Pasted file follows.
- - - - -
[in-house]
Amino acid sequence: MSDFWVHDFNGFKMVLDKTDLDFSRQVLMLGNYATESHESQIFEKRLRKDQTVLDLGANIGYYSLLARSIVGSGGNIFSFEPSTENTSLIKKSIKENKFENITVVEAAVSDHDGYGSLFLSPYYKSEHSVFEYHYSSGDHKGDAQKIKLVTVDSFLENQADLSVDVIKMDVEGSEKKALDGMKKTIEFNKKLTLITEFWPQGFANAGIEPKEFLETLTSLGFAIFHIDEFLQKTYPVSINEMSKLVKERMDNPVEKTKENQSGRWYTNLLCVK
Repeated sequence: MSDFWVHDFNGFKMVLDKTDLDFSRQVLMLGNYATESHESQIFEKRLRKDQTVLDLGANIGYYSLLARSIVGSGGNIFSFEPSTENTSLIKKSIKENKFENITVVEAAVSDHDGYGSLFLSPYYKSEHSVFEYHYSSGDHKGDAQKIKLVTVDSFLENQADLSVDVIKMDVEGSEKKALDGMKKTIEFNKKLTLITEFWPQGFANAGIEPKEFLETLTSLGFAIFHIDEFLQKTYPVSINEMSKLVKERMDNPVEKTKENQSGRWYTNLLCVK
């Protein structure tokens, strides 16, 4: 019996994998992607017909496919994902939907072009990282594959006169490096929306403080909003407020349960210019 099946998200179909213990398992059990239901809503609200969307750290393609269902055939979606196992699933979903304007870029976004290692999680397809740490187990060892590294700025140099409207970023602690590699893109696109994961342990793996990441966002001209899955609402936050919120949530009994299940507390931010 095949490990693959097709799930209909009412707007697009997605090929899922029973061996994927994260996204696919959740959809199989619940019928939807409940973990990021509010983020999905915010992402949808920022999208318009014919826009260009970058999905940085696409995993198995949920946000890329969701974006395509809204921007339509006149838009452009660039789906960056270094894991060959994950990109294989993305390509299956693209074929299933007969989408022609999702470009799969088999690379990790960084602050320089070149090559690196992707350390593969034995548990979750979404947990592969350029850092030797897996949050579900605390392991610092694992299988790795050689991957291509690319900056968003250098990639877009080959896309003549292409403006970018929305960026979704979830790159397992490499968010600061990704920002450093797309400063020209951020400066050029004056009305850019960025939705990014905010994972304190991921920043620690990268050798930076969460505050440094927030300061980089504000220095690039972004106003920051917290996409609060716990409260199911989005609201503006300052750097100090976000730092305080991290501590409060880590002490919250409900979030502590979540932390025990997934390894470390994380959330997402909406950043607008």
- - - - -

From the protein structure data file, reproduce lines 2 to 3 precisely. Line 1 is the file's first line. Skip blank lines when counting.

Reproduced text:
Amino acid sequence: MSDFWVHDFNGFKMVLDKTDLDFSRQVLMLGNYATESHESQIFEKRLRKDQTVLDLGANIGYYSLLARSIVGSGGNIFSFEPSTENTSLIKKSIKENKFENITVVEAAVSDHDGYGSLFLSPYYKSEHSVFEYHYSSGDHKGDAQKIKLVTVDSFLENQADLSVDVIKMDVEGSEKKALDGMKKTIEFNKKLTLITEFWPQGFANAGIEPKEFLETLTSLGFAIFHIDEFLQKTYPVSINEMSKLVKERMDNPVEKTKENQSGRWYTNLLCVK
Repeated sequence: MSDFWVHDFNGFKMVLDKTDLDFSRQVLMLGNYATESHESQIFEKRLRKDQTVLDLGANIGYYSLLARSIVGSGGNIFSFEPSTENTSLIKKSIKENKFENITVVEAAVSDHDGYGSLFLSPYYKSEHSVFEYHYSSGDHKGDAQKIKLVTVDSFLENQADLSVDVIKMDVEGSEKKALDGMKKTIEFNKKLTLITEFWPQGFANAGIEPKEFLETLTSLGFAIFHIDEFLQKTYPVSINEMSKLVKERMDNPVEKTKENQSGRWYTNLLCVK